The Paradox that Divides Conservatives
Today’s Right is not a monolith — it’s a sand castle.
Epistemic closure isn’t a symptom of what’s wrong with today’s Conservatism. It’s the most important prerogative of today’s Conservatism. A legacy from the movement’s forefathers, epistemic closure is a skeleton key in reverse, locking minds, killing questions, stopping debate and ending even the possibility of reasoned examination on any given question. Using it is a proud assertion of the Conservative right to absolutism, and Conservative candidates practically have to display it on any issue because the issues are secondary — absolutism is primary. The right to raise any sincerely-held belief on any subject — any policy, any interpretation of the law — to non-negotiability is non-negotiable.
None of them can admit the ultimate uselessness of such thinking; but they’re faithful Conservatives, so many of them can’t decline the prerogative to use it. So Conservatism is stuck, fragmented, and incapable of raising a single united voice. Epistemic closure demands candidates who are bona fide inside the Right, but ridiculous outside it; it punishes nuanced thinking and political conciliation; it demands ideological rigidity to the point of self-parody. The leaders fear the followers, the followers mistrust the leaders, and their discourse is reduced to a standoff.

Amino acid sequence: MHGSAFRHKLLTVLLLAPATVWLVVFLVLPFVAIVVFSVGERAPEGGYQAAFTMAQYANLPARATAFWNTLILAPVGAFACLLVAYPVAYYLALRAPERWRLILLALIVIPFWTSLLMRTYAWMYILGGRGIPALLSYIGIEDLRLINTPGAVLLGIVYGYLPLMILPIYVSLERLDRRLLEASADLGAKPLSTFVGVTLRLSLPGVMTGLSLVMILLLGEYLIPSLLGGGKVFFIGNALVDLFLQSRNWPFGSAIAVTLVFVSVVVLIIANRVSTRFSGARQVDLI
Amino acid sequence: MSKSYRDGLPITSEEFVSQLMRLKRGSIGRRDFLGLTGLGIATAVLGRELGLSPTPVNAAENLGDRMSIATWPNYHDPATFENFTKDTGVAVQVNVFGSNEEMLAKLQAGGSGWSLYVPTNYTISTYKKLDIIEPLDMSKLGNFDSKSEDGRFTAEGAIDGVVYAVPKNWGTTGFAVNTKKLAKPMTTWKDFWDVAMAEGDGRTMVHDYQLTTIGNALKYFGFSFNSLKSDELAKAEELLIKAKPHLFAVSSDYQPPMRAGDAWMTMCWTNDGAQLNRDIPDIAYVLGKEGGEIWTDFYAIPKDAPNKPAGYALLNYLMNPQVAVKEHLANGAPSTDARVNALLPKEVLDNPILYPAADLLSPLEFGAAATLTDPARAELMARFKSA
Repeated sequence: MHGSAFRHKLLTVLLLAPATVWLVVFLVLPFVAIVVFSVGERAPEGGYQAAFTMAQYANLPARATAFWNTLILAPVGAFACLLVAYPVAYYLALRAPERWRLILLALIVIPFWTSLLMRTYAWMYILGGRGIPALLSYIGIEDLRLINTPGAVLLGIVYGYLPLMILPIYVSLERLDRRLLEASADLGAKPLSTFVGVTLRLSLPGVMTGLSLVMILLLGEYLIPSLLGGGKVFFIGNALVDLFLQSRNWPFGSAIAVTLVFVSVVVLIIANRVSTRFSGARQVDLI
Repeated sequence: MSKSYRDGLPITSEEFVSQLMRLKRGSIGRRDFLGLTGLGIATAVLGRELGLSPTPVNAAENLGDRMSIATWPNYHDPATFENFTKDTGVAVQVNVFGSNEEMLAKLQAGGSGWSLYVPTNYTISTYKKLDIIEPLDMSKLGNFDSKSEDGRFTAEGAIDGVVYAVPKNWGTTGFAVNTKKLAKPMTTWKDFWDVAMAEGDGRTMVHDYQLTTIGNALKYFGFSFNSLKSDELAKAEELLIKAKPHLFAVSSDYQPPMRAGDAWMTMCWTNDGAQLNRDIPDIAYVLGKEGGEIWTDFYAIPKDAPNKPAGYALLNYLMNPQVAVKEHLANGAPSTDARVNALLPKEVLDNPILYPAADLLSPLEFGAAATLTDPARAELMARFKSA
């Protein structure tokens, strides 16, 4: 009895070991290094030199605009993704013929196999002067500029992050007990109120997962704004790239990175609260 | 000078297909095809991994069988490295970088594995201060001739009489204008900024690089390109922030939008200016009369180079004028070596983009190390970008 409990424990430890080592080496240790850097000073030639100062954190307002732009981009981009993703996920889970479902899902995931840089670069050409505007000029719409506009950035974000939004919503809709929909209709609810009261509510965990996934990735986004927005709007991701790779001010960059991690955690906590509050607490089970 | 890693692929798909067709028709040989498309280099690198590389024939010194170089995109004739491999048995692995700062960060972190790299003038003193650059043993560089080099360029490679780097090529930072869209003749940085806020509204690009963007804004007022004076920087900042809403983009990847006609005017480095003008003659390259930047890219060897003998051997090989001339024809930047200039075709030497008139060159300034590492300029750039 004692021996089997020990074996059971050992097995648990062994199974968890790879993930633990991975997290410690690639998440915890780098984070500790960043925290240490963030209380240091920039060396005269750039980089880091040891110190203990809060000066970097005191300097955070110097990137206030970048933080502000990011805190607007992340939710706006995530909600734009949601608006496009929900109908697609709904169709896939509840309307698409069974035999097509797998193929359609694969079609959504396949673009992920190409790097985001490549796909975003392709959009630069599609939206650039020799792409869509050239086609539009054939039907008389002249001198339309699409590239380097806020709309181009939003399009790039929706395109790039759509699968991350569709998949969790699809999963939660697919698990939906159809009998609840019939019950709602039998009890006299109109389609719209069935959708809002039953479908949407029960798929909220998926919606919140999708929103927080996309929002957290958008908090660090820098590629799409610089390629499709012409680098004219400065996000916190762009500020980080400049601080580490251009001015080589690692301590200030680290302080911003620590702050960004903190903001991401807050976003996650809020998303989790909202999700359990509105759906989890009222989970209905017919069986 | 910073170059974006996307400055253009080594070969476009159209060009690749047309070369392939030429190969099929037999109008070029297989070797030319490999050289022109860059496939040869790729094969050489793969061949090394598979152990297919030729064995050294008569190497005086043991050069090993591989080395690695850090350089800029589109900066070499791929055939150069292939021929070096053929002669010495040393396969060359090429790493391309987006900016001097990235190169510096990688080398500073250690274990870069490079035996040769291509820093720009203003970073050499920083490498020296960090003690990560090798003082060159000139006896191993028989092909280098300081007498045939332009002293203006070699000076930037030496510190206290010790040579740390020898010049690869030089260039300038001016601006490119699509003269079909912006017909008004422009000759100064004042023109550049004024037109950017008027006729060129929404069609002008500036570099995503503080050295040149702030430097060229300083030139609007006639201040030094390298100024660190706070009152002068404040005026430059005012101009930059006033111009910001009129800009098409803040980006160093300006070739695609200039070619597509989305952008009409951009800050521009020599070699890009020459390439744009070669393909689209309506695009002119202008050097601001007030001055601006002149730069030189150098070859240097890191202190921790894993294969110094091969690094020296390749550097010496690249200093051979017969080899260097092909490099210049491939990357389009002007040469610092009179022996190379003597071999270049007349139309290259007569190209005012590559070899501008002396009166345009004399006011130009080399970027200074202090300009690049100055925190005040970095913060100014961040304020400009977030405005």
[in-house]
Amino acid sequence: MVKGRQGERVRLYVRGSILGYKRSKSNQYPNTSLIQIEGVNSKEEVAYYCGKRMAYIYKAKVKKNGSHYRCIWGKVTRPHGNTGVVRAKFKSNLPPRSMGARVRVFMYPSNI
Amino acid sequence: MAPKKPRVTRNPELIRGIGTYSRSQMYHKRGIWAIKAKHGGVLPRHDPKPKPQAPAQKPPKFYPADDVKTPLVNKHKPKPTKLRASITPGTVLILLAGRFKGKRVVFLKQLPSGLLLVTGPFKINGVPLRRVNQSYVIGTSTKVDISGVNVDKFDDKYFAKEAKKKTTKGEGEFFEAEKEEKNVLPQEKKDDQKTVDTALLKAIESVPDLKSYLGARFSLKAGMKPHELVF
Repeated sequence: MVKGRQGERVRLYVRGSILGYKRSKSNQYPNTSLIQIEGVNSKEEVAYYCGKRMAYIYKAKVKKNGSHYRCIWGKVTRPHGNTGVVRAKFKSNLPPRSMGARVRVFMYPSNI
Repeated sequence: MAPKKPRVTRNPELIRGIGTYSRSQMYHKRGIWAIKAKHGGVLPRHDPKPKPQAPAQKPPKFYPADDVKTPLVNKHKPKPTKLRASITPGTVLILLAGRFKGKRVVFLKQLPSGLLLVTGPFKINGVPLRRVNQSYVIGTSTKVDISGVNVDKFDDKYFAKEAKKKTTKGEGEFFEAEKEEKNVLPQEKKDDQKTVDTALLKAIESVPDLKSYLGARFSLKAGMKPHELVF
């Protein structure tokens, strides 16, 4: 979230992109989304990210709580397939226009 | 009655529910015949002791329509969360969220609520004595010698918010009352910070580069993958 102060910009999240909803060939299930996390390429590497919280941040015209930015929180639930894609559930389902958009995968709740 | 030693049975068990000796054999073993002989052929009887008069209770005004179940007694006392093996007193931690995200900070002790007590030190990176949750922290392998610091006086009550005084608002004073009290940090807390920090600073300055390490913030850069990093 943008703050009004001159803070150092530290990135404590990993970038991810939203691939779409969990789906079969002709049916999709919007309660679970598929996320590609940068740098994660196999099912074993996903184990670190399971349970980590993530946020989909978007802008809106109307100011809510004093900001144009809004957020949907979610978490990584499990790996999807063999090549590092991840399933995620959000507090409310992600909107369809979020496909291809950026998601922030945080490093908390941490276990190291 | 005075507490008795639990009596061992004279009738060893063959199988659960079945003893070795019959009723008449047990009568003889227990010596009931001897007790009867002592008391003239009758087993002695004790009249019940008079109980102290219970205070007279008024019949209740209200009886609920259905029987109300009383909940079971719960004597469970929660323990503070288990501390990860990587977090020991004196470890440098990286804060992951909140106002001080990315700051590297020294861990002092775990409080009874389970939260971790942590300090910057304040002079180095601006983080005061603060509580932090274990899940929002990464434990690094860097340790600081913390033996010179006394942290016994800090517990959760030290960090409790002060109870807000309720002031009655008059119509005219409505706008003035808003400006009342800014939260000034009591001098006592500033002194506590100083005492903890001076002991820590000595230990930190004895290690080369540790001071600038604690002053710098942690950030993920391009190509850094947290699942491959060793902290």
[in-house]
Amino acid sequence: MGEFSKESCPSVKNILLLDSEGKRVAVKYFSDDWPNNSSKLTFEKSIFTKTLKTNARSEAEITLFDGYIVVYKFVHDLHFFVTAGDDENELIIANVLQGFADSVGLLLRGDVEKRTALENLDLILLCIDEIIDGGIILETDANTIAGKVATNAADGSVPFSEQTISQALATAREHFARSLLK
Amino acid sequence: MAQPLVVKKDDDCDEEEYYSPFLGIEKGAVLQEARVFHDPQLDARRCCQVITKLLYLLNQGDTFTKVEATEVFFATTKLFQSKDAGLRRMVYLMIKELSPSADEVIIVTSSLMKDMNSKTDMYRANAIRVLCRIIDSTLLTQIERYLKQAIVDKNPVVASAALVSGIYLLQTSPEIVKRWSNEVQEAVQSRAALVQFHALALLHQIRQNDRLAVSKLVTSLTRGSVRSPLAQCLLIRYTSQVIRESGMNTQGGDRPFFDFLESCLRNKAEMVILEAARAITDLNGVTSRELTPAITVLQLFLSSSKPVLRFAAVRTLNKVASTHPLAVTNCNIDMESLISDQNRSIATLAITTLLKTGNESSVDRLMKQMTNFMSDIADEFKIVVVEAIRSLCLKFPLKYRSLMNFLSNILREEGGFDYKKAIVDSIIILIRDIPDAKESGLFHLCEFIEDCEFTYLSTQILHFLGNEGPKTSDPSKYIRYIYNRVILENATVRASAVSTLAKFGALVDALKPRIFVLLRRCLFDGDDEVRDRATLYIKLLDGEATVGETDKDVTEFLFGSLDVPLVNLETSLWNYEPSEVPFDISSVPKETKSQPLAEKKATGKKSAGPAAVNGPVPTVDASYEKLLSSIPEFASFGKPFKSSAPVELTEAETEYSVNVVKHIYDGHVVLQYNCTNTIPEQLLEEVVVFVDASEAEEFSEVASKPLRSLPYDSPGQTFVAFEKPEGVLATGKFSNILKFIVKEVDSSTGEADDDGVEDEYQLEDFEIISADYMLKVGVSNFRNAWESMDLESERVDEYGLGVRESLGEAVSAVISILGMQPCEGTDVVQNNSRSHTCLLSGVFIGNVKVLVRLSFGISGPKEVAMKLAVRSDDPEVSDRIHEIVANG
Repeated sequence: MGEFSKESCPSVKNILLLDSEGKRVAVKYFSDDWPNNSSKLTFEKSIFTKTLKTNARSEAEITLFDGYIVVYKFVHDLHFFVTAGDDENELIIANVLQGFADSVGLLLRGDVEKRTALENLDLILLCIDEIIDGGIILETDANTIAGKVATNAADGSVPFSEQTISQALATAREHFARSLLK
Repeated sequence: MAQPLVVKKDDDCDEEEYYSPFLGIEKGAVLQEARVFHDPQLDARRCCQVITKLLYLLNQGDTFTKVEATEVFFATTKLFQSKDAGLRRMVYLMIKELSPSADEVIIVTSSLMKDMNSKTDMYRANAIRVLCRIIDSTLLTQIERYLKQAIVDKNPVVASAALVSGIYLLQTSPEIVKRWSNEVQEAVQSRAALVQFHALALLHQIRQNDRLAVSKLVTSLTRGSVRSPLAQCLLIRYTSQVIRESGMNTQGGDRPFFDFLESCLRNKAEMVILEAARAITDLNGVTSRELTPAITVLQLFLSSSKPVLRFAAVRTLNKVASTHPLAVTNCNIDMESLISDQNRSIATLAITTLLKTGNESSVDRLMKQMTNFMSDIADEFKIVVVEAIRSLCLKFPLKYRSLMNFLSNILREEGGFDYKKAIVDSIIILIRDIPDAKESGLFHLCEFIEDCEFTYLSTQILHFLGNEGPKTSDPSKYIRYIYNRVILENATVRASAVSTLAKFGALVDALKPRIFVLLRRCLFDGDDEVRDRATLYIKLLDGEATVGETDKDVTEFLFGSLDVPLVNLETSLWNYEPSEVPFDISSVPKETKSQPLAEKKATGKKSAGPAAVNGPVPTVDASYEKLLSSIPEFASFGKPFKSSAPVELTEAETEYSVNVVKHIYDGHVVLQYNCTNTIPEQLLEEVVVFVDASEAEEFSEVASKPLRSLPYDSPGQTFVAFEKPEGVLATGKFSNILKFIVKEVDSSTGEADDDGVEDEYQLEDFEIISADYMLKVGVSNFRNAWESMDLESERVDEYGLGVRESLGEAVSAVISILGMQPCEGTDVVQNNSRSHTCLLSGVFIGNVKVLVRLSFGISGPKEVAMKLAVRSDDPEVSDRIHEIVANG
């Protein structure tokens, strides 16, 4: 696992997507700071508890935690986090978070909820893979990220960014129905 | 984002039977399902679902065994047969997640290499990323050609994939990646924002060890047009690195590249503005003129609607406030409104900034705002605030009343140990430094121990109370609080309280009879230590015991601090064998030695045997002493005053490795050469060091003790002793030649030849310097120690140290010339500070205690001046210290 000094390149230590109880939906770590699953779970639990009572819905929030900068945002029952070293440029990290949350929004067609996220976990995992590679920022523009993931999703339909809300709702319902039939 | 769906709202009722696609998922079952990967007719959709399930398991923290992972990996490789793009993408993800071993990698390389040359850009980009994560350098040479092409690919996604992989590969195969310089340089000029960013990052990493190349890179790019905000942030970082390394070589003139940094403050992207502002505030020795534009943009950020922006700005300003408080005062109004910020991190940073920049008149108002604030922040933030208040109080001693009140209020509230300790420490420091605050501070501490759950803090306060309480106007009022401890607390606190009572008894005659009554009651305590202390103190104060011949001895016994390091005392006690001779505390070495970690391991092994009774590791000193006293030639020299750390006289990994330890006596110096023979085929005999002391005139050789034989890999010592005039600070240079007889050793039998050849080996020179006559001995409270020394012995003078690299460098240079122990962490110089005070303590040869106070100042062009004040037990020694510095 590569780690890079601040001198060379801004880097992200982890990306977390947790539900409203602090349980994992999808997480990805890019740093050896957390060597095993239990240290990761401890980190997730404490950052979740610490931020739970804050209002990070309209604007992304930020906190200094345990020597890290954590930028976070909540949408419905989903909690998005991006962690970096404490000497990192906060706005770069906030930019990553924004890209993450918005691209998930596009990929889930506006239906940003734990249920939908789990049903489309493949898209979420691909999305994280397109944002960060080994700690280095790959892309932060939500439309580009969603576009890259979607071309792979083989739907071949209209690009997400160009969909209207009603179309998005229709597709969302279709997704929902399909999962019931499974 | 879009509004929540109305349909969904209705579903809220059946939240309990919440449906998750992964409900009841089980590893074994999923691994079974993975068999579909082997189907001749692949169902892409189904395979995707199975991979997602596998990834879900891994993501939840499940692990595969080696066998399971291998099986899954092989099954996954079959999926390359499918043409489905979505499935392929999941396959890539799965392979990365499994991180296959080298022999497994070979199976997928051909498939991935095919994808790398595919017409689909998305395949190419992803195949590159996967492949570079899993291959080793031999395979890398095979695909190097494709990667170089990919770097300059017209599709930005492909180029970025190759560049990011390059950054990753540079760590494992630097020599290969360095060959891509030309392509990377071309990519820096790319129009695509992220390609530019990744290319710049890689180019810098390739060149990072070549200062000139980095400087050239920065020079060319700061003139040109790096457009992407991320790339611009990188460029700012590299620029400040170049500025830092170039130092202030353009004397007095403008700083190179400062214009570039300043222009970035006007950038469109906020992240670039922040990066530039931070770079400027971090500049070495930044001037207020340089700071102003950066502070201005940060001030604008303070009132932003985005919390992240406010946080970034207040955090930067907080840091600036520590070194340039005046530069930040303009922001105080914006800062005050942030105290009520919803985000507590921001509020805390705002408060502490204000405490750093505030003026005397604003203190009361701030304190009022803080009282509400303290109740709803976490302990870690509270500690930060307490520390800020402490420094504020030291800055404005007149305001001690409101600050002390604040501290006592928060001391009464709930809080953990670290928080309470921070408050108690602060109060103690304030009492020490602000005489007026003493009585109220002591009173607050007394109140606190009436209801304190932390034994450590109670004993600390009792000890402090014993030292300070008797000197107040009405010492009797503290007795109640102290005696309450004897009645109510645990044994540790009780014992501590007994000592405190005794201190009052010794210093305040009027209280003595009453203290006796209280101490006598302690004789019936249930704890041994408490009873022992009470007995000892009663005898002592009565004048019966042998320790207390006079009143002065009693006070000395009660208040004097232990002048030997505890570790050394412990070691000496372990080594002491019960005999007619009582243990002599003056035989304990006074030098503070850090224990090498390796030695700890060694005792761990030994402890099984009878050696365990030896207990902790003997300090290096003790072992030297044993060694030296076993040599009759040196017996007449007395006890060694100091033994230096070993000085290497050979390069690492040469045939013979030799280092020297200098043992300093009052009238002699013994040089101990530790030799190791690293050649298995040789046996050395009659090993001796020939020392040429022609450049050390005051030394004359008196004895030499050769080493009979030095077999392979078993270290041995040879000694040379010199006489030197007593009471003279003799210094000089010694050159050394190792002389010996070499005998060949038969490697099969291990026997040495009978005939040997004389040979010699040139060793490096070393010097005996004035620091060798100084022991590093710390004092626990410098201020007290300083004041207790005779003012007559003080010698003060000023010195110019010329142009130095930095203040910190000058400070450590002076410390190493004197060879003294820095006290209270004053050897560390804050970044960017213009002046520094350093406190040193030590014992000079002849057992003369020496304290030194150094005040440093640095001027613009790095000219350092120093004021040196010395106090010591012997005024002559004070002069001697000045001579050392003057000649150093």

Conservatives’ infighting today is an echo of the splits among the Confederate states 150 years ago, when each state was exercising its right to epistemic closure at the expense of the facts, when fidelity to the cause meant defending their autonomy against of centrality and nationhood even as they joined in the effort for centrality and nationhood; as surely as the planter class of the Old South declined to donate its slaves to the cause while their sons were dying for it. Conservatives are a house divided because they have to be. For them, reality is a political construct, with every Conservative entitled to his own self-validated version. Acquiescing to the idea of an irrefutable fact, even from another Conservative, is saying that the entire theory of Conservatism might be a fraud, and to even hint at such a possibility is apostasy that gets a political leader “primaried,” and a thought leader pilloried.